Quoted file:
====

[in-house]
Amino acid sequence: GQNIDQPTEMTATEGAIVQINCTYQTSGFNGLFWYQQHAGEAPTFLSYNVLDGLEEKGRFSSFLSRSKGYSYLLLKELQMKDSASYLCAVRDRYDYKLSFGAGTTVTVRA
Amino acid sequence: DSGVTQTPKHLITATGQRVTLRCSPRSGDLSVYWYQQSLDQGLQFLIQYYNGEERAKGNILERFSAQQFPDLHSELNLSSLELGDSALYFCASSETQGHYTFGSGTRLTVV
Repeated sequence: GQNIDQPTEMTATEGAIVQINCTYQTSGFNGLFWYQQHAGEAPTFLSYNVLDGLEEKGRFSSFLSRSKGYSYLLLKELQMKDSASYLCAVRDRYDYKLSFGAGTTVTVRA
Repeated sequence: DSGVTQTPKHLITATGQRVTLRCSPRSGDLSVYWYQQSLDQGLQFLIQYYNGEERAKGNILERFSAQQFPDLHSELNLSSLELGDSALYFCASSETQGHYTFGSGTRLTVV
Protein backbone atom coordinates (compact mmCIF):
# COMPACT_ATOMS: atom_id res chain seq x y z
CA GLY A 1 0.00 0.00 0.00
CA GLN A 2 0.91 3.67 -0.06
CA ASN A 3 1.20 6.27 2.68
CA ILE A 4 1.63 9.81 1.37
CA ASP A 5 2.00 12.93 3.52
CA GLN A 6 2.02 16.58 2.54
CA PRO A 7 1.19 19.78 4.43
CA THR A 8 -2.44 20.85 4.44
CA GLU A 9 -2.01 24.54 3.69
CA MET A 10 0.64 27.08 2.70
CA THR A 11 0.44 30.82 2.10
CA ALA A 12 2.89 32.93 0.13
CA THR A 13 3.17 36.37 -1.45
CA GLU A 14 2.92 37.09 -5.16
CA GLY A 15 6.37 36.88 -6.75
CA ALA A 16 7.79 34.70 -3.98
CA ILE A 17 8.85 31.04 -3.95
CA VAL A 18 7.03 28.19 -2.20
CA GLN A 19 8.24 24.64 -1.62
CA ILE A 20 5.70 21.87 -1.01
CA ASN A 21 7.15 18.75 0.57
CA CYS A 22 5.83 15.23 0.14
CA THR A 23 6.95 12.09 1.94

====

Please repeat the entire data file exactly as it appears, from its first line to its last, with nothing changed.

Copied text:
[in-house]
Amino acid sequence: GQNIDQPTEMTATEGAIVQINCTYQTSGFNGLFWYQQHAGEAPTFLSYNVLDGLEEKGRFSSFLSRSKGYSYLLLKELQMKDSASYLCAVRDRYDYKLSFGAGTTVTVRA
Amino acid sequence: DSGVTQTPKHLITATGQRVTLRCSPRSGDLSVYWYQQSLDQGLQFLIQYYNGEERAKGNILERFSAQQFPDLHSELNLSSLELGDSALYFCASSETQGHYTFGSGTRLTVV
Repeated sequence: GQNIDQPTEMTATEGAIVQINCTYQTSGFNGLFWYQQHAGEAPTFLSYNVLDGLEEKGRFSSFLSRSKGYSYLLLKELQMKDSASYLCAVRDRYDYKLSFGAGTTVTVRA
Repeated sequence: DSGVTQTPKHLITATGQRVTLRCSPRSGDLSVYWYQQSLDQGLQFLIQYYNGEERAKGNILERFSAQQFPDLHSELNLSSLELGDSALYFCASSETQGHYTFGSGTRLTVV
Protein backbone atom coordinates (compact mmCIF):
# COMPACT_ATOMS: atom_id res chain seq x y z
CA GLY A 1 0.00 0.00 0.00
CA GLN A 2 0.91 3.67 -0.06
CA ASN A 3 1.20 6.27 2.68
CA ILE A 4 1.63 9.81 1.37
CA ASP A 5 2.00 12.93 3.52
CA GLN A 6 2.02 16.58 2.54
CA PRO A 7 1.19 19.78 4.43
CA THR A 8 -2.44 20.85 4.44
CA GLU A 9 -2.01 24.54 3.69
CA MET A 10 0.64 27.08 2.70
CA THR A 11 0.44 30.82 2.10
CA ALA A 12 2.89 32.93 0.13
CA THR A 13 3.17 36.37 -1.45
CA GLU A 14 2.92 37.09 -5.16
CA GLY A 15 6.37 36.88 -6.75
CA ALA A 16 7.79 34.70 -3.98
CA ILE A 17 8.85 31.04 -3.95
CA VAL A 18 7.03 28.19 -2.20
CA GLN A 19 8.24 24.64 -1.62
CA ILE A 20 5.70 21.87 -1.01
CA ASN A 21 7.15 18.75 0.57
CA CYS A 22 5.83 15.23 0.14
CA THR A 23 6.95 12.09 1.94